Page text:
Mainly because government contacts are way more lucrative than producing for the pet trade.

    But they want do that because I'm in America and those are lizards, not illegal immigrants.

    • 4 months ago
      Anonymous

      >I'd be producing hundreds a year within no time.
      That's the thing about this whole situation. Reptiles and amphibians are literally designed to have a shitload of offspring at a time because only a small percentage will survive in the wild. In captivity where the majority of offspring will survive there is no excuse for this israeli price gouging.
      I've heard breeders complain about having too many offspring to deal with and then you look at the price and its absurdly high. No shit nobody is buying them.

      • 4 months ago
        Anonymous

        Yeah, that's herptile economics 101 dude. I breed specialty springtails and a few species of isopods. I have a friend who runs a pet store. He/she buys my insects for half of what they sell for.
        I can literally mass produce these things. They're "slow breeding" as far as springtails go but they also breed exponentially and inbreeding is a non issue.

        If I had to guess, I have 3 or 4 thousand Thai reds, and the same amount of yuukianaru orange, as well as the other variants.
        The reds go for about 60$ anywhere online, and the oranges go for 25-50 for a starter colony.

        All these things do is look pretty and are part of a bioactive enclosure.
        I could easily flood the market, make them lose half their value overnight, but I don't, because that's moronic.

        Fair is fair though. We breeders need to get paid and I do this full time and my friend has a store to run. I love what I do, but I also do it because I need money and frick getting a regular job.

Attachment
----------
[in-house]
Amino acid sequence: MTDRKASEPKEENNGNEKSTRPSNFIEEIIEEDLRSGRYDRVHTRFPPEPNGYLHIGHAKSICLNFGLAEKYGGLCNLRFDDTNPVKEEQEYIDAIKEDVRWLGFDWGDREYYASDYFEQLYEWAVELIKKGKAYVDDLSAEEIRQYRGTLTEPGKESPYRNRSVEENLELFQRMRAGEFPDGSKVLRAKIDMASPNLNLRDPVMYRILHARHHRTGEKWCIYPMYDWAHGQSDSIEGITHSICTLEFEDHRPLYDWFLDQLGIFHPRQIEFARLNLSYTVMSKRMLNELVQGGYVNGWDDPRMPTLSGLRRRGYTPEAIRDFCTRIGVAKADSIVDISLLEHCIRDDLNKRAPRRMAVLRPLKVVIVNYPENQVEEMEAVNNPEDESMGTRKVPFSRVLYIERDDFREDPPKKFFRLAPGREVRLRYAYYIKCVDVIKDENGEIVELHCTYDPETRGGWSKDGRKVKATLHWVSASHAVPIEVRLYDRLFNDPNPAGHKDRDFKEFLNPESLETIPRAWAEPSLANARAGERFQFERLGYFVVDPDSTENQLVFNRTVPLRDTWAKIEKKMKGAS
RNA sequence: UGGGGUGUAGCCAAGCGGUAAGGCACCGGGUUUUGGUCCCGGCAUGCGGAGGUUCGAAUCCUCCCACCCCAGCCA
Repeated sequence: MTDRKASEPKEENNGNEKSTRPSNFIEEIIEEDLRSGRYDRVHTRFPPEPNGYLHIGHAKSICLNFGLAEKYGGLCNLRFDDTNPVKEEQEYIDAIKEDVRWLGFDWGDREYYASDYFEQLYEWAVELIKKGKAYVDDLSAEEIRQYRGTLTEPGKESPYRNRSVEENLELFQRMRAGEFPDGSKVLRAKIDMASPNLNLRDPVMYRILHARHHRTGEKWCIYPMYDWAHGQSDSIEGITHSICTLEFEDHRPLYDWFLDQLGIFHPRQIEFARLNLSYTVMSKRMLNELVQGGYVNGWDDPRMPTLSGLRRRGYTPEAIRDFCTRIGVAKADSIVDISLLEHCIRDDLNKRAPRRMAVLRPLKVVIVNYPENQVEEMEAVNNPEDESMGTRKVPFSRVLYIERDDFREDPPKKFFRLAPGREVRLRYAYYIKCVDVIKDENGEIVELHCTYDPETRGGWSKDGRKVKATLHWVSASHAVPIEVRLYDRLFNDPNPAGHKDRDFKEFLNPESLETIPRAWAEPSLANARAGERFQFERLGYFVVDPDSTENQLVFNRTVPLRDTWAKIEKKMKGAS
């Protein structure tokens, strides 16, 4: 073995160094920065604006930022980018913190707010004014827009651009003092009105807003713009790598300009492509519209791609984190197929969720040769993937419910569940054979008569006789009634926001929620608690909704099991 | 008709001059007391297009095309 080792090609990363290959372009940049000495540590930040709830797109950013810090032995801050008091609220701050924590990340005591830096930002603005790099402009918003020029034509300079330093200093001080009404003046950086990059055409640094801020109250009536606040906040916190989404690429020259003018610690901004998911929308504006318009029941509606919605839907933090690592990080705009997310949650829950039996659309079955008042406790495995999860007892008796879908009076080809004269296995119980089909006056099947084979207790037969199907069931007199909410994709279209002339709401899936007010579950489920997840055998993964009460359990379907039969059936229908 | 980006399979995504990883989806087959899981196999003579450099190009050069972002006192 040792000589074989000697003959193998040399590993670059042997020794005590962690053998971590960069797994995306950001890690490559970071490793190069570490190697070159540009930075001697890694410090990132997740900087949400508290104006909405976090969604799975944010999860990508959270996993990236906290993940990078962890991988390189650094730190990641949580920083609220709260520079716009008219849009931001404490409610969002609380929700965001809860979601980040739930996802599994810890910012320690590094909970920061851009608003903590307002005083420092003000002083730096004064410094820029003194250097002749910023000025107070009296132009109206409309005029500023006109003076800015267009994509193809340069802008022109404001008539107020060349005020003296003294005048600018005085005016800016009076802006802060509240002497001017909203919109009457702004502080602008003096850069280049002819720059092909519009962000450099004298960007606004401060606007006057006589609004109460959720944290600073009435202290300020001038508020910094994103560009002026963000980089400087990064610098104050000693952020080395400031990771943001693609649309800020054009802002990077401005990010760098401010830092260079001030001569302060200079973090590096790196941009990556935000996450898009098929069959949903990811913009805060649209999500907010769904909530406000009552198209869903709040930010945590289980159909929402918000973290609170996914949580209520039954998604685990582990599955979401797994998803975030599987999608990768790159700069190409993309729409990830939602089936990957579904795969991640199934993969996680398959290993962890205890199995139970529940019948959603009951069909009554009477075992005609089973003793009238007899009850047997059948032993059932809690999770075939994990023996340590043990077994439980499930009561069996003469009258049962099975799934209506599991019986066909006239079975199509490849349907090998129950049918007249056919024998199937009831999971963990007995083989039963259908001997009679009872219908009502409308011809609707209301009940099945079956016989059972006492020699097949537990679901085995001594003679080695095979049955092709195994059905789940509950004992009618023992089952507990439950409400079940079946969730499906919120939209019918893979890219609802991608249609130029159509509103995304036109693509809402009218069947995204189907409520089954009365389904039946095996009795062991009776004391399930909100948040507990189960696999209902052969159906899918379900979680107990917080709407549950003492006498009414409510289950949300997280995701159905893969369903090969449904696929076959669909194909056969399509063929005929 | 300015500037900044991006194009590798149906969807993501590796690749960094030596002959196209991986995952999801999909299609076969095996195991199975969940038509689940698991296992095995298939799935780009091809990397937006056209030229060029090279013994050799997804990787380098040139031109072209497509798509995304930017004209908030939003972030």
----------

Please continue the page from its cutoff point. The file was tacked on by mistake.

If you want to talk about bullshit pricing look into these name brand products like the (seedling)heat pads, water bowls, fake plants, etc.
        They literally just slap "for reptiles" on the packaging and double or triple the price. I almost never buy name brand unless it really matters.

      • 4 months ago
        Anonymous

        >Reptiles and amphibians are literally designed to have a shitload of offspring at a time because only a small percentage will survive in the wild. In captivity where the majority of offspring will survive there is no excuse for this israeli price gouging.
        This. There is no reason why anoles should be thousands of dollars. For something that only has a couple babies a year like shinglebacks I can understand but this is ridiculous

        • 4 months ago
          Anonymous

          [...]
          Jesus Christ. I hate the morons who pawn off rare imports, but zoos who don't put effort into breeding their animals are equal sinners.
          At least the herp community has gotten to the point where breeders who know what they're doing can clock in good breeding setups and will breed them as part of their livelihood or as part of their main interest.

          It's funny that the paradigm shifted and now private hobbyists are the ones actually conserving the animal for the future rather than zoos.
          In fact, zoos actually obtain most of their animals from private breeders. Most zoos don't import any new species into the country and instead rely on the hobbyist to bring them in.

          I'm planning on importing some "new" species into the US in the near future, it's really not as hard as it seems. I put new in quotes because they were here once, just nobody bothered breeding them and now they're gone.

          • 4 months ago
            Anonymous

            >Most zoos don't import any new species into the country and instead rely on the hobbyist to bring them in.
            That’s is really confusing. Why the hell not? Clearly there’s no legal issue if your average freelance breeder that’s interested can get ahold of them so why can’t a business entirely dedicated to getting ahold of, taking care of and showing off animals to the public do the same?

            • 4 months ago
              Anonymous

              Ah, that costs money, my friend.

          • 4 months ago
            Anonymous